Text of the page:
Google Vs. Microsoft, For Real

Posted by: Rob Hof on August 27, 2006

So Google’s moving forcefully at last into the business software market, at least in a test version. Google Apps for Your Domain, will let small businesses, nonprofits, and universities use, inside their own Internet domain, a free package of services that include Gmail, Google Calendar, Google Talk text and voice messaging, and Google Page Creator.

Clearly, it’s potential competition for Microsoft’s Office suite, as many observers note. Later, Google plans to offer a paid version that likely would be more attractive to larger businesses.

It’s also clear this is a baby step for now. Dave Girouard, general manager of Google’s enterprise division, says Google isn’t aiming to compete with Office. And maybe he’s not being completely disingenuous: Fact is, once you start doing tasks online, with a constant connection to colleagues and other people taken for granted rather than grafted on by force, those tasks evolve into something rather different than any desktop app. So whatever it turns out to be, it’s not going to be an Office clone, since nobody needs that.

Still, competition it is—especially since Girouard also acknowledges that its word-processing service from recently acquired Writely, as well as its Google Spreadsheet service, are possible additions to the suite. He even goes so far as to call it a platform.

Which raises an interesting possibility: Would Google consider letting outside developers offer their services on this platform, so companies could finely customize their online office applications not just with Google’s own apps but from others as well? Google didn’t say so, and frankly I’m doubtful they’d cede that control. But that could be very attractive, especially given the explosion of interesting Web 2.0 services out there. And it sure would distinguish Google Apps from Office. It might not even be such a crazy idea, since Salesforce.com is already pushing the same idea with its AppExchange.

In any case, the battle between the two tech titans is now undeniably engaged—this time, on Microsoft’s home turf.

Update: a response from a rival with a sense of humor.

Reader Comments

luca

September 1, 2006 12:08 PM

Michael Stone

September 14, 2006 3:48 PM

Microsoft has had no luck battling Google on their turf. Let's see if they can fend them off on their own territory. I just made a post about Googles continued ascent. http://jungleinc.blogspot.com/. I think Microsoft is in trouble. This is a battle they do not seem likely to win.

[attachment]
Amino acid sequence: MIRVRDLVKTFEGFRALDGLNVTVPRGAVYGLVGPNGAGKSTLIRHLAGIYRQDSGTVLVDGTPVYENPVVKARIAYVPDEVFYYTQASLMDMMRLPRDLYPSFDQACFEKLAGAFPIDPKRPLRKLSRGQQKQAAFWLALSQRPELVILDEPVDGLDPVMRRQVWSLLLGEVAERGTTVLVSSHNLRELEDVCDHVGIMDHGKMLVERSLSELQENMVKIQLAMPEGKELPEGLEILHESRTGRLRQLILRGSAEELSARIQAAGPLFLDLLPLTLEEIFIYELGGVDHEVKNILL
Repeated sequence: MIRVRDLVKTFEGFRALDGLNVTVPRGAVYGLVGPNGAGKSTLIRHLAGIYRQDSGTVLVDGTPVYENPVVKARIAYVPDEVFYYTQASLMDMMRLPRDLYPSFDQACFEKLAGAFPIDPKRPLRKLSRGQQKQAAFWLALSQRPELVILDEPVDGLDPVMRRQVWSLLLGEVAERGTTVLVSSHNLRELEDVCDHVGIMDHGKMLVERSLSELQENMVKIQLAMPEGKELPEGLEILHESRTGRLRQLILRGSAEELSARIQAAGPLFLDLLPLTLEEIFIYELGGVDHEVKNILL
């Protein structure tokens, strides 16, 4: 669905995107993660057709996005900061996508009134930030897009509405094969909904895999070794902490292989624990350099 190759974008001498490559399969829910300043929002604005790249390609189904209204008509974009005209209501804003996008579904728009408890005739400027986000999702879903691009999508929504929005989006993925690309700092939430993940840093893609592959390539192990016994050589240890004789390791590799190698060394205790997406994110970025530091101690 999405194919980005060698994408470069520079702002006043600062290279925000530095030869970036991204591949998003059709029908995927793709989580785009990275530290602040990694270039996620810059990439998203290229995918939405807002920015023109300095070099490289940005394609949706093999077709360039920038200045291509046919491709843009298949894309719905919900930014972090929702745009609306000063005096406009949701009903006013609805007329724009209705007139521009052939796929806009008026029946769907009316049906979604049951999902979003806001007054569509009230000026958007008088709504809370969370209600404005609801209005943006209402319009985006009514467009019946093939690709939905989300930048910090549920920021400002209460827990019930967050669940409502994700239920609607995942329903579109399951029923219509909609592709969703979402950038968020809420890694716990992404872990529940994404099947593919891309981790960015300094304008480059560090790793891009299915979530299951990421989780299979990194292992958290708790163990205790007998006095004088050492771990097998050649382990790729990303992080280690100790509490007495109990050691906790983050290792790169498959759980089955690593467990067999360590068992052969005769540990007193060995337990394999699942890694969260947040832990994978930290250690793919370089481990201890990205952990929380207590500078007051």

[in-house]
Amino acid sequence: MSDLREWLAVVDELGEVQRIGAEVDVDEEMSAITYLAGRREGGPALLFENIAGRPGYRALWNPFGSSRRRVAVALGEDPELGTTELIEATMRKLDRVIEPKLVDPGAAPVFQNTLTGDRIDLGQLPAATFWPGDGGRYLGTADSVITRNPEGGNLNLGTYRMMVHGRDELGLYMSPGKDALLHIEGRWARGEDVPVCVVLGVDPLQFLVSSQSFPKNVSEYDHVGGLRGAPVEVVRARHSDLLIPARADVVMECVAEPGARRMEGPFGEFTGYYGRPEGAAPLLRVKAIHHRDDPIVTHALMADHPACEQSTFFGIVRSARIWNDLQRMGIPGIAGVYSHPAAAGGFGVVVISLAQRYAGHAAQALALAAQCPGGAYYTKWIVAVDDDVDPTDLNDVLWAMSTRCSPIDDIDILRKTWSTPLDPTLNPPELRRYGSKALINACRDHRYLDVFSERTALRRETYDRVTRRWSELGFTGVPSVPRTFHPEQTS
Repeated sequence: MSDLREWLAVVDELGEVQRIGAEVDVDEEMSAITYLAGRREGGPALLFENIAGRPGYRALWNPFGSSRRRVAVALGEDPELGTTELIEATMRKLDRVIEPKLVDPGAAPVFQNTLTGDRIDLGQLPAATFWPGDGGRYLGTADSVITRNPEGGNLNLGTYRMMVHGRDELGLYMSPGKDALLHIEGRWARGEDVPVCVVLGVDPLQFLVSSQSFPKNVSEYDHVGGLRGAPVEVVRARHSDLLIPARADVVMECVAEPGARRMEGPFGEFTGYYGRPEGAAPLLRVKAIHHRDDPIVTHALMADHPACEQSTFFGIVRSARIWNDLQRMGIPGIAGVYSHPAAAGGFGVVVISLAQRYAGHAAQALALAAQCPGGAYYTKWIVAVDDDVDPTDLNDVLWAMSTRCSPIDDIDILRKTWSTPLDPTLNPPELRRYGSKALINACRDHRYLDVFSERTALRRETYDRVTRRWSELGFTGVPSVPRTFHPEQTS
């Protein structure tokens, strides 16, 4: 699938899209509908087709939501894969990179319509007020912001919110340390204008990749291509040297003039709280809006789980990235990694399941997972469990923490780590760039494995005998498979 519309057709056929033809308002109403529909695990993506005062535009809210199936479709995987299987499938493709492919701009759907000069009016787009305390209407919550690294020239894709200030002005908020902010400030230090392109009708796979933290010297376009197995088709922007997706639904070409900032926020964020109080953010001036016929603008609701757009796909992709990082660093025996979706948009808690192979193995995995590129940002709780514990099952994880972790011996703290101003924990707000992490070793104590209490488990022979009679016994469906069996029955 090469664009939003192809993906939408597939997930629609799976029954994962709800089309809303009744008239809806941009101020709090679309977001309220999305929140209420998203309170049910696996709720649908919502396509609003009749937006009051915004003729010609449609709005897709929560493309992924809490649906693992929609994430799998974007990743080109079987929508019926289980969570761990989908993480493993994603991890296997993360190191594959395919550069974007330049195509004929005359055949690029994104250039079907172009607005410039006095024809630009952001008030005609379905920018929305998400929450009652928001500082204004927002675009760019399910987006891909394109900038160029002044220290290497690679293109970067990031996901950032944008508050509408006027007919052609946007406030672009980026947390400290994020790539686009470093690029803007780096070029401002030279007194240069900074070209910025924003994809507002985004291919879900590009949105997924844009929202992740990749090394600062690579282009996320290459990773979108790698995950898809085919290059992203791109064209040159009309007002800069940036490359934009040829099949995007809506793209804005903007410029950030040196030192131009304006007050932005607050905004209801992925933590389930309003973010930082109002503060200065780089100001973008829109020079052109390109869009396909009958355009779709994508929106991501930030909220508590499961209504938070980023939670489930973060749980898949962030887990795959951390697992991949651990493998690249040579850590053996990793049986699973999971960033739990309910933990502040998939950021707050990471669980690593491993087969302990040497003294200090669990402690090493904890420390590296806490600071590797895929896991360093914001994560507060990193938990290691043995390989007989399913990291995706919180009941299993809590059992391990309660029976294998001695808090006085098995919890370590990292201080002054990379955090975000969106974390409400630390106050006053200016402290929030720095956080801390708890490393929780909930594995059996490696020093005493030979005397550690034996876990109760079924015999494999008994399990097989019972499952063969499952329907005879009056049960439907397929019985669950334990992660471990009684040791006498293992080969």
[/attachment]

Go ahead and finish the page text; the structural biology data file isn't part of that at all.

.NET Hoster

December 18, 2006 5:32 PM

FYI: Intermedia.NET - who posted a press release sort of rebuttal to this, is now offering a FREE trial of its Exchange 2007 for December. They're also giving away a free copy of Outlook.

jon

February 10, 2007 11:27 PM

Has anyone tried the online MS Office testdrive? Granted, it's not meant to be used for actual production, but could MS be prepping Office in case this software-as-a-service issue takes off?

try it at: http://office.microsoft.com/en-us/products/HA101687261033.aspx -- it uses a metaframe type tag to embed the program as opposed to scripting, but still...

hugh walker

June 12, 2007 5:12 PM

I am just an old fellow representing an AARP section of society who occasionally pokes around the internet. But as we learn we are becoming more productive, and more interested in the availability of information.

I personally use Yahoo, as I find Google treats me like a retarded student, and will not let me go but sends me to detention.

Therefore, whenever I see Google on a page, I shut down and start again.

partha

November 22, 2007 5:06 AM

Which one is better between Microsoft and Google?

Better working Environment(Google/microsoft)?

Better office look(Google/microsoft)?

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Bloomberg Businessweek writers Peter Burrows, Cliff Edwards, Olga Kharif, Aaron Ricadela, and Douglas MacMillan, dig behind the headlines to analyze what’s really happening throughout the world of technology. Tech Beat covers everything from tech bellwethers like Apple, Google, and Intel and emerging new leaders such as Facebook to new technologies, trends, and controversies.

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